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Sea of Galilee


SEA OF GALILEE

The Sea of Galilee, as it has been traditionally known, is not a sea as such but a lake. It is also known as “The Sea of Kinneret” (Num 34:11, Deut 3:17, Josh 11:2), “The Lake of Gennesaret” (Lk 5:1), and “The Lake of Tiberius” (Jn 6:1). This pear-shaped lake is only 21 km long from north to south and 13 km at the widest part, from east to west. The circumference of the lake is only 53 km, and its maximum depth is 43 metres. It is the lowest freshwater lake on earth and the second lowest lake in the world after the Dead Sea. The primary source of water to the lake is from the Jordan River, supplemented by springs from the streams and wadis of the hills of Galilee. The water level and the size of the lake have, over the centuries, dropped drastically.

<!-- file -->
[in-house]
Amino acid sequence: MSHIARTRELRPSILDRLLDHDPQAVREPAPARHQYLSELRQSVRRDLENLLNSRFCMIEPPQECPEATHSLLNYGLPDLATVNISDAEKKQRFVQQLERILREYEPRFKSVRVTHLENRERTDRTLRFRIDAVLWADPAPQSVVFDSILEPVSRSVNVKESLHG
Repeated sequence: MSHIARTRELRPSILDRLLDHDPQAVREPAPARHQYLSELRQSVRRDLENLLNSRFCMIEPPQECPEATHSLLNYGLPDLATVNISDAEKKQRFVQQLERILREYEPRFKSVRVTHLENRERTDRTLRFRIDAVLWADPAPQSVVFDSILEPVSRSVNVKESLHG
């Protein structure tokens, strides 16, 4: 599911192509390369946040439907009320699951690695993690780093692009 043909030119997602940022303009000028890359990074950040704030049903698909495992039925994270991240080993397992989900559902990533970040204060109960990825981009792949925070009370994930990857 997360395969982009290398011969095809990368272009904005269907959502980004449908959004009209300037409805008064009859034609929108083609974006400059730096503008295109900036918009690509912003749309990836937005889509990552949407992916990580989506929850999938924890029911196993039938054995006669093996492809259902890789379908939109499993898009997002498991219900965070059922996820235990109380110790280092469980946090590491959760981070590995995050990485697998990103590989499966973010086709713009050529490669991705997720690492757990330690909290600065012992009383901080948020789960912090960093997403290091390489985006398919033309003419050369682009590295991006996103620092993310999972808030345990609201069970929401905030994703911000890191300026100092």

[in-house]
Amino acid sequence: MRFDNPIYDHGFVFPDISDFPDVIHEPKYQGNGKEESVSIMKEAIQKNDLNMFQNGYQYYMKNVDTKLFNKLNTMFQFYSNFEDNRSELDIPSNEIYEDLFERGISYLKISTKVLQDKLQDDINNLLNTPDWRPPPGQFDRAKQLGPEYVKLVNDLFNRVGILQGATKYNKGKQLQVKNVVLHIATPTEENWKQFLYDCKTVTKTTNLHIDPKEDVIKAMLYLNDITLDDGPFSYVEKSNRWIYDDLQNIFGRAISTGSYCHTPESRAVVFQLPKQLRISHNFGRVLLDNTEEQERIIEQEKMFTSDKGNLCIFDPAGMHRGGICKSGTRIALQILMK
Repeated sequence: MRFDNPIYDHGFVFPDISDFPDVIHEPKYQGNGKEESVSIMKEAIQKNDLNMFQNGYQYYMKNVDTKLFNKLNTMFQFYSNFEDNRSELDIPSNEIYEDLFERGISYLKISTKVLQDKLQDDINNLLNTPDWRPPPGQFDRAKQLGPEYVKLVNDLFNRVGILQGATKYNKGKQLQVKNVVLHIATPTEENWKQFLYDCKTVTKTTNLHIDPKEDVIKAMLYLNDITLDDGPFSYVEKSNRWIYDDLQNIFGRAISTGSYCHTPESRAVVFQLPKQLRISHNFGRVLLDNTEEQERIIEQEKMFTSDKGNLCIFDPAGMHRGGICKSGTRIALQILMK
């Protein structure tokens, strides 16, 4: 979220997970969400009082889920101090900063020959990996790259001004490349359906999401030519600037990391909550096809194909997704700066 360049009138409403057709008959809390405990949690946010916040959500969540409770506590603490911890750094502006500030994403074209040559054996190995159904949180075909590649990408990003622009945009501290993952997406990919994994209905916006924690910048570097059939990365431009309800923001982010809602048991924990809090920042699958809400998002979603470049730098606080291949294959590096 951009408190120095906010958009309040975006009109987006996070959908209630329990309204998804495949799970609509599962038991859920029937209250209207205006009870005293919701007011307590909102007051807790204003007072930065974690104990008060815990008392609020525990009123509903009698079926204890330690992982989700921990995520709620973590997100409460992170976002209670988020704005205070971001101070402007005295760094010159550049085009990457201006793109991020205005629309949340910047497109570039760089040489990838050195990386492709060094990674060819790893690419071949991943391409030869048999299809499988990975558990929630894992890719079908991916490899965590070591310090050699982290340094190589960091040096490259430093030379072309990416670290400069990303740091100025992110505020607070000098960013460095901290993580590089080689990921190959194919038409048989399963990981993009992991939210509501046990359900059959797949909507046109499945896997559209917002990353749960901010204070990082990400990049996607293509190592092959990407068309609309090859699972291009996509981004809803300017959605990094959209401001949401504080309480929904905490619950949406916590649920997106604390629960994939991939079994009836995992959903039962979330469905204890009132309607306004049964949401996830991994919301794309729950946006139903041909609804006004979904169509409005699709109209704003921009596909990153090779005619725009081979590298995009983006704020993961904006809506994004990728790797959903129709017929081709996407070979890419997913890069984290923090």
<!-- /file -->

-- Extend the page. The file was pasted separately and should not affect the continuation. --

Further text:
Violent storms are a typical feature of the Sea of Galilee because of its low-lying position of seven hundred feet below sea level surrounded by hills. Though the lake is usually calm, sudden and violent storms do develop when the ice-cold wind comes over the snow-covered eastern mountains and drops through a funnel like narrow mountain valleys into the warm air of the sea. The strong wind from the mountains blow down into the sea, causing a whirlwind. Even the experienced fishermen on the boat could not control it.

 


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